Desert Noises are a band that were born to perform. While some local bands are content with an occasional show at Kilby or Velour, these guys have been traveling from one corner of the country to another, loading and unloading their mini-van for shows they booked themselves. Just look at their Tumblr and see how riddled it is with tour announcements, updates from the road and “dates added.”

The four-piece plays folk-inspired indie rock with enough rhythm, reverb and harmony to fill vast, open spaces. After some changes in the past, the band’s current lineup is Kyle Henderson (vocals/guitar), Tyler Osmond (bass), Patrick Boyer (guitar) and Brennan Allen (drums).  All four are bonafide Utah Valley boys who came together after playing in separate bands for some time. They released an EP (2009) and their excellent first album, Mountain Sea (2011), on Northplatte Records.

For all four members, growing up around the Provo music scene has been the biggest motivator to become musicians themselves. “You could easily go to any show down here and you’ll find someone that will inspire you,” Osmond says, “or you would see something that would just blow your mind—there’s so many good musicians around here.” All throughout high school, they would hit up the venues for shows over the weekend. Allen ponders the scene’s influence: “All of [the venues] were really good stomping grounds, good places to be almost raised by live music. It probably has something to do with why we love touring so much and playing live shows—we’ve always been around that,” he says.

Desert Noises have made touring their Number One priority for a long time now. Until their most recent tour, they had been booking all of their own shows, too. Their first tour came as a risk, says Allen: “We quit our jobs, moved out of our houses, took out a loan, got a van and went.” Because they didn’t know anyone in the cities they played, they were forced to meet and hang out with new people, which has made subsequent tours much easier to book because most venues want them back, and they have friends to reconnect with at each stop. Since that first tour, they haven’t slowed down. Just in the past year and a half, they have put 84,000 miles on their Chevy Venture. They calculated it out: That’s more than three times around the earth’s equator. The van actually brought them to notoriety. Henderson says, “It is what we were known for. It’s your typical Mormon-mom car.” They traveled with the maybe-a-little-too-cozy arrangement of five guys plus all of their gear in the van, without a trailer. To some relief, they recently were able to upgrade to a new, 11-seater van.

Last November, the band released a raw, three-song mini-EP called I Won’t See You. In describing how the recording came together, Henderson says, “I don’t think it was necessarily supposed to happen. We recorded some demos and liked them, and it was something to represent the four of us because nothing we had written together had ever come out.” They hand-packaged and stamped the recordings as a 7” themselves, seeing it as a souvenir for fans to take something home after seeing their show. It was released on the band’s newly created record label, Kid Canvas Records, and the title track, “I Won’t See You,” was featured on MTV Hive. The beautifully rough, rock n’ roll sound of the EP is a taste of what is to come from a new record. The band says that they have enough songs written for a new album, but are waiting for the right time.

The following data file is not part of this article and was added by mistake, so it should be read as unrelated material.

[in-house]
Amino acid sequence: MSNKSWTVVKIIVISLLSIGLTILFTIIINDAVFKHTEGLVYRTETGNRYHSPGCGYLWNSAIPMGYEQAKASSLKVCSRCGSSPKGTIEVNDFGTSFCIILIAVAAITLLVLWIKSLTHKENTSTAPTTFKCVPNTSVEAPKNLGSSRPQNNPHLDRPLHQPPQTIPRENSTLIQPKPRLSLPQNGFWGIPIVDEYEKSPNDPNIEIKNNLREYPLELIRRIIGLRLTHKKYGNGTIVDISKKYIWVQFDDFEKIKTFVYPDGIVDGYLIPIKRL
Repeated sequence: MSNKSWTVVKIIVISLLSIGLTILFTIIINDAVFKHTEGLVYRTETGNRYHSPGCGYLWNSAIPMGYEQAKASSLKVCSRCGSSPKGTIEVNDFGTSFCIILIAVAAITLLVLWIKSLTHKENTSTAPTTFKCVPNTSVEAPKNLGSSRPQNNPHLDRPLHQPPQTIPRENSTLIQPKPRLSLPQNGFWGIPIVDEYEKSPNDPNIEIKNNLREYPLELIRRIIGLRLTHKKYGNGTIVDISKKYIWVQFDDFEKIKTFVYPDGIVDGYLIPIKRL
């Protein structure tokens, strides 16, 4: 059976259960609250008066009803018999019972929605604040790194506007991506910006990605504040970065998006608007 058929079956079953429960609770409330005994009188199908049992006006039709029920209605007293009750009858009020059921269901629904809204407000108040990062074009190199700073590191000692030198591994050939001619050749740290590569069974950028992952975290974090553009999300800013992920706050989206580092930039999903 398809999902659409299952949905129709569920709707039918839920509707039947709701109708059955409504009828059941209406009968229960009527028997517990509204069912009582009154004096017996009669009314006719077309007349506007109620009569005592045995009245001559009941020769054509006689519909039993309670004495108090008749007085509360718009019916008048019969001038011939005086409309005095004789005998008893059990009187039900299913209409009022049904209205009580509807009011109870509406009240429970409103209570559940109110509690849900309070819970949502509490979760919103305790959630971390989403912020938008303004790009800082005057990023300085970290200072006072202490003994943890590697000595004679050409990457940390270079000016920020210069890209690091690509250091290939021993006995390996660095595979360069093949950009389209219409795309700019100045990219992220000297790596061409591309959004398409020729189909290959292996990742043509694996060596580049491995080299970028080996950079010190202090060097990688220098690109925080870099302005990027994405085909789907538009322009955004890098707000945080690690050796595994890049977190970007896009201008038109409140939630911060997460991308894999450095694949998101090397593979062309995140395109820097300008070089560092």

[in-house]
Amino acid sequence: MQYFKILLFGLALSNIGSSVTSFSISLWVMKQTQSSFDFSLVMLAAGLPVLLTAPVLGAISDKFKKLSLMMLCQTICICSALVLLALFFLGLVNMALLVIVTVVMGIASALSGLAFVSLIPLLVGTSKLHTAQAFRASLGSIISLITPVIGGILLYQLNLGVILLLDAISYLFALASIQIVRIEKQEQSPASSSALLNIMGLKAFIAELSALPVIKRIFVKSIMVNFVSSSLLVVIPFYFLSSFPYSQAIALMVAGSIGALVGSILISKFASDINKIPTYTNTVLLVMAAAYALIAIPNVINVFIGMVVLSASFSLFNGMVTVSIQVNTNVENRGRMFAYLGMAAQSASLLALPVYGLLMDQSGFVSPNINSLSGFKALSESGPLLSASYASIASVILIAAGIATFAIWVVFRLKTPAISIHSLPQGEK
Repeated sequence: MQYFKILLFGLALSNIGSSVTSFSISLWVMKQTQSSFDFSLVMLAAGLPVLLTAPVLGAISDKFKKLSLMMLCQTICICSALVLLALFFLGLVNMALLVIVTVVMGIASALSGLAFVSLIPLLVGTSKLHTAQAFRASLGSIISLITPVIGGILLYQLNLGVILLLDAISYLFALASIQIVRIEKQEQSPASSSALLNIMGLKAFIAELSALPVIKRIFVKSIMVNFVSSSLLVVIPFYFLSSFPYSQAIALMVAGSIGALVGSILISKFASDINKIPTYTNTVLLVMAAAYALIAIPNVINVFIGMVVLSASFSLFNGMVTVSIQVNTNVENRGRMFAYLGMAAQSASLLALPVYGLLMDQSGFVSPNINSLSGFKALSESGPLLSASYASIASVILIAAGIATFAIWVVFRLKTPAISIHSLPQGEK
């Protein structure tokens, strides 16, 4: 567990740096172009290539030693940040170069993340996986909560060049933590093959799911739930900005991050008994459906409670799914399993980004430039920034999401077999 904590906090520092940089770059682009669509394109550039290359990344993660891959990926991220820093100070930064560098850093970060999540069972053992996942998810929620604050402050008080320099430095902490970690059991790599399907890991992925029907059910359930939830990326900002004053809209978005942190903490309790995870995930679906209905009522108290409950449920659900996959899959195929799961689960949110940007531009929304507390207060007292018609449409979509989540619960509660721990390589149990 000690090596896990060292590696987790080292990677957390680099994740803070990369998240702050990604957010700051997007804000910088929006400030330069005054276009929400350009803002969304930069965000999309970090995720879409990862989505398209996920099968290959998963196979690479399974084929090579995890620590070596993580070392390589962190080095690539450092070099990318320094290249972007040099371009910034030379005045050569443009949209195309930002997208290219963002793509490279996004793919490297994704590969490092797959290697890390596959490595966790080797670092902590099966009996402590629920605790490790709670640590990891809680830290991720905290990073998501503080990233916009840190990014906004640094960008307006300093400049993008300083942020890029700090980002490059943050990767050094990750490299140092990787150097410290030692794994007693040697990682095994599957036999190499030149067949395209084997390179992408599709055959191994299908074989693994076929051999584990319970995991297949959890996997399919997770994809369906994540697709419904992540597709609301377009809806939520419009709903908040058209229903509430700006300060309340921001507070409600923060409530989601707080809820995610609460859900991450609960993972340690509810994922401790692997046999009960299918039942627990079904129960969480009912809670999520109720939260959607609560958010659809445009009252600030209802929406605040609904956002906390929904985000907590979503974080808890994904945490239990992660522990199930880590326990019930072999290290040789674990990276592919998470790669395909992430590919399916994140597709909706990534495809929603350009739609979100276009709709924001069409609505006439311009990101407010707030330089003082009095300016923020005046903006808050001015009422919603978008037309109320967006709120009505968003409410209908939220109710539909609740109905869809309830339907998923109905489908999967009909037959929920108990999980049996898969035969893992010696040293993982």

The big news of late is that the band got an invite to play at SXSW this March. SXSW takes over Austin, Texas each spring and is one of the nation’s largest music festivals. Brennan looks forward to the event. “It sounds like it’s going to be pretty wild from what everybody tells us. Just busy—busy playing shows. We’ll be probably playing, like, 10 shows in three days,” he says. They are excited to be playing so much there, but are probably more excited to meet up with friends they have met out on the road who will also be playing there. “Tons of different bands that we have met on the road are going to be there. So it’s like a giant gathering place of bands that we know, and, hopefully, we’ll run into them and meet some of their friends,” says Henderson.

To the band, the opportunity to play at SXSW, which takes place March 12-17, is much appreciated and exciting, but they are also almost nonchalant about it. After all, it comes in the middle of yet another of their tours. Henderson shrugs it off—“It’s just one of the stops,” he says.